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As populations age around the world, the difficult task of caring for conditions like dementia is being addressed by occupational therapists. The personally-targeted methods employed by OTs might help those who suffer dementia cope, or may even delay the onset, according to a report.
In Singapore, where the elderly population is rapidly growing, adding 300 to 400 more occupational therapists to a preventive care program could "significantly" reduce the negative effects of dementia, as opposed to a strictly "assisted living" approach that may not help with overall health and function in the long term.
"Getting dementia patients to carry on doing things helps them maintain their ability to function ... [and] having a maid do everything for them could result in a more rapid decline."
Preventive care services that focus on functional ability are seeing more widespread adoption all the time. What other new programs have you heard about or participated in? Let us know!
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Serious injuries can happen anytime and anywhere. On the motorway, while performing work duties, or even at home. If the injury sustained is serious, these accidents may lead to legal or insurance claims. However, getting the person who was injured and the insurance company to agree on the magnitude of the injury is near impossible.
When these serious accident or injuries happen, there are often more questions than answers. How bad is the injury? How long will it take to heal? How will this affect the ability to work? Will this lead to a permanent disability? Is there a way to qualify for financial help?
Fortunately, the answers to these questions can come through working with a qualified medical professional. One such type of test, an independent medical exam (IME), allows the medical professional to evaluate what happened and identifies injury. Another type an evaluator might perform is called a Functional Capacity Evaluation (FCE). In this physical examination, the injured person will perform different tasks to test their ability to perform normal daily activities. This allows the medical professional to evaluate the injured person’s capability to perform work related tasks. Both of these assessments evaluate whether or not the patient has an impairment – a problem that affects the body’s function and makes the patient unable to use their body as they did before the injury. These tests might include evaluation of range of motion, strength, ability to balance, lifting, and more.
There are a wide range of impairment types. Some might not be as concerning as others. One important distinction is whether or not the impairment is temporary or permanent. Impairments classified as temporary do not have the same bearing as a permanent classification. For those who have a permanent impairment, they are subject to receive an impairment rating.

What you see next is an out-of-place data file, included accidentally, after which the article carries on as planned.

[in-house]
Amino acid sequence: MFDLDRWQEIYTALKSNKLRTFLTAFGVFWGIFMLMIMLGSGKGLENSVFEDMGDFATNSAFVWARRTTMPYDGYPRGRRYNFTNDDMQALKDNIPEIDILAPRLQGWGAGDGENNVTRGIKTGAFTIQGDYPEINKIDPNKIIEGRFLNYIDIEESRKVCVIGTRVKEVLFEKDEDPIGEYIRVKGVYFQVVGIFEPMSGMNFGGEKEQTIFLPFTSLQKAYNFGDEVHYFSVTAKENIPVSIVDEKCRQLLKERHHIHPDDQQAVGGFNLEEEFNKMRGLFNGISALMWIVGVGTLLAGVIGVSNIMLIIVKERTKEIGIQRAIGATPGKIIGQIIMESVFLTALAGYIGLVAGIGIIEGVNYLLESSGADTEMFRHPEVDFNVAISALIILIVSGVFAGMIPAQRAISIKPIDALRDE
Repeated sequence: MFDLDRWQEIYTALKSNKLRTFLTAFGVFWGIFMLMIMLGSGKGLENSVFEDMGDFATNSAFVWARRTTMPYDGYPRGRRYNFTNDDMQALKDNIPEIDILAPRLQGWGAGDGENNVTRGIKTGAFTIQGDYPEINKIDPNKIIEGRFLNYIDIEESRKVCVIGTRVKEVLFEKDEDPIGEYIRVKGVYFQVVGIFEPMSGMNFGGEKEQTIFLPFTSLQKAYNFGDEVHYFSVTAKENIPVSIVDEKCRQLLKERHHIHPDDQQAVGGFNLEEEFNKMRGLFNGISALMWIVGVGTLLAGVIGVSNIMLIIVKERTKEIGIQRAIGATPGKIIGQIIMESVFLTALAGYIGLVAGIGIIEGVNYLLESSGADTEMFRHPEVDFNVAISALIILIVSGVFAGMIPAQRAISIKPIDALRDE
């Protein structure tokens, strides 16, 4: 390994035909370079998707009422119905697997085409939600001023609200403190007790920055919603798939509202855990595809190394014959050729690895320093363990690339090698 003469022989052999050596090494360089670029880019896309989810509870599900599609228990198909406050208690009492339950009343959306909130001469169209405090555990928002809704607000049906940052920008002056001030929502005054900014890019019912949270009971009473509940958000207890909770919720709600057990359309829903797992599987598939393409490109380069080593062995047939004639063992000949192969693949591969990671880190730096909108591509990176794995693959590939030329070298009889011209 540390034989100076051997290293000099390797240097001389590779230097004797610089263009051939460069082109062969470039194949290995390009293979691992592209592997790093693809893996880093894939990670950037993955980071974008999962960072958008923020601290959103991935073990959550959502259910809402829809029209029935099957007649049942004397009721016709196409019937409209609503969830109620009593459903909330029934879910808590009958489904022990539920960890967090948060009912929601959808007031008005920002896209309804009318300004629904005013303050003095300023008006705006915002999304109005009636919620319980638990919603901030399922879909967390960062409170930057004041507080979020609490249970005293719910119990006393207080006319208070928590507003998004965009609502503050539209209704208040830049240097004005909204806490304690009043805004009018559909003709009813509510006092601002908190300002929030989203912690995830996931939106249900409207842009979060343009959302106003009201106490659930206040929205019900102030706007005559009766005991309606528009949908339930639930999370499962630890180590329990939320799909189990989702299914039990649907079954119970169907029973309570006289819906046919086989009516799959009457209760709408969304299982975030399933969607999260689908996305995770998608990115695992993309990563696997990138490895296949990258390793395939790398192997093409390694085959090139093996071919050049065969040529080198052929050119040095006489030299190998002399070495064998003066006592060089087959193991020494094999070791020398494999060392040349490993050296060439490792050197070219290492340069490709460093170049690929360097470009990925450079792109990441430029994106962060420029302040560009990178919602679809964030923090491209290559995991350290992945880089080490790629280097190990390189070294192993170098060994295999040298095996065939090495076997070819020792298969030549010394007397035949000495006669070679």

An impairment rating quantifies the injury and scales the impairment’s severity. This rating is determined by a medical professional in an Impairment Rating Evaluation (IRE) and takes place after the patient has reached their maximum medical improvement. The impairment is quantified as a percentage between 0 and 100. This rating acts as one of the most important pieces of information in a benefit claim to keep receiving financial aid. The results of the IRE appointment will help the injured person’s attorneys determine how long a person will receive benefits, the amount of benefits they will receive, and whether they are expected to be able to return to work. It carries immense weight in the determination of the extent of financial aid the injured may have entitlement to.
The key personnel in these cases is the medical professional. Disagreements often arise between an injured person and an employer or insurance agent. Patients generally want the most compensation they can receive while employers or insurance agents may downplay the injury to avoid paying out extended benefits. While most people are honest about injuries, insurance fraud and mislabeling are concerning. Medical professionals act as the unbiased evaluator on the extent of the injury. Again, the amount of compensation the patient receives depends highly on the impairment rating.
The biggest help in an effective impairment evaluation is a medical professional’s own expertise and experience. The next biggest help is proper and professional evaluation tools. The right tools aid a medical professional in turning subjective data concerning a patient’s injury into objective and measurable information– data that now proves use in helping clients receive the proper amount of compensation. JTECH Medical provides several robust computerized functional testing system options. JTECH’s Occupational Medicine Testing Systems offer all of the essential Functional Capacity Evaluation (FCE) testing equipment to objectively assess, document, and track a subject’s physical abilities. The same systems also contain all the instruments to perform an effective IME evaluation. After using the instruments, our advanced software easily generates narrative and graphical reports showing a summary, details, and history of each test. These reports will then help you generate impairment ratings based on the American Medical Association (AMA) guides. Your personal expertise paired with JTECH Medical equipment smooths out what can be very complex evaluations.
Together, we can elevate the patient’s path toward recovery and wellness.